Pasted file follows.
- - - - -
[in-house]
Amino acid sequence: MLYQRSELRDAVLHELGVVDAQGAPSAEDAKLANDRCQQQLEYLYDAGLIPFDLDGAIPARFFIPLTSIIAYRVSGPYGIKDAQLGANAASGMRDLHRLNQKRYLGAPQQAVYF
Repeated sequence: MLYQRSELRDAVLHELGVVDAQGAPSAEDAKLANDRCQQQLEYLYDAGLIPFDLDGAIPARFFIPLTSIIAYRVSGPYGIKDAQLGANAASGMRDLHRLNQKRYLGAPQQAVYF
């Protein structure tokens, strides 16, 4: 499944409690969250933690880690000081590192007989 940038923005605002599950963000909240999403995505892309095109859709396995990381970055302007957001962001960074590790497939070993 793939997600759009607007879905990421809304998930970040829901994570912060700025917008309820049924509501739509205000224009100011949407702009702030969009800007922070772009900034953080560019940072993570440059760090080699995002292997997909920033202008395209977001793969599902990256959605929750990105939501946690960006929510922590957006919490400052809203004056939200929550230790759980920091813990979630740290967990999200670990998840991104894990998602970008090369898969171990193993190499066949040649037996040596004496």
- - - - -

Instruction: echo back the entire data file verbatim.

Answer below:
[in-house]
Amino acid sequence: MLYQRSELRDAVLHELGVVDAQGAPSAEDAKLANDRCQQQLEYLYDAGLIPFDLDGAIPARFFIPLTSIIAYRVSGPYGIKDAQLGANAASGMRDLHRLNQKRYLGAPQQAVYF
Repeated sequence: MLYQRSELRDAVLHELGVVDAQGAPSAEDAKLANDRCQQQLEYLYDAGLIPFDLDGAIPARFFIPLTSIIAYRVSGPYGIKDAQLGANAASGMRDLHRLNQKRYLGAPQQAVYF
């Protein structure tokens, strides 16, 4: 499944409690969250933690880690000081590192007989 940038923005605002599950963000909240999403995505892309095109859709396995990381970055302007957001962001960074590790497939070993 793939997600759009607007879905990421809304998930970040829901994570912060700025917008309820049924509501739509205000224009100011949407702009702030969009800007922070772009900034953080560019940072993570440059760090080699995002292997997909920033202008395209977001793969599902990256959605929750990105939501946690960006929510922590957006919490400052809203004056939200929550230790759980920091813990979630740290967990999200670990998840991104894990998602970008090369898969171990193993190499066949040649037996040596004496």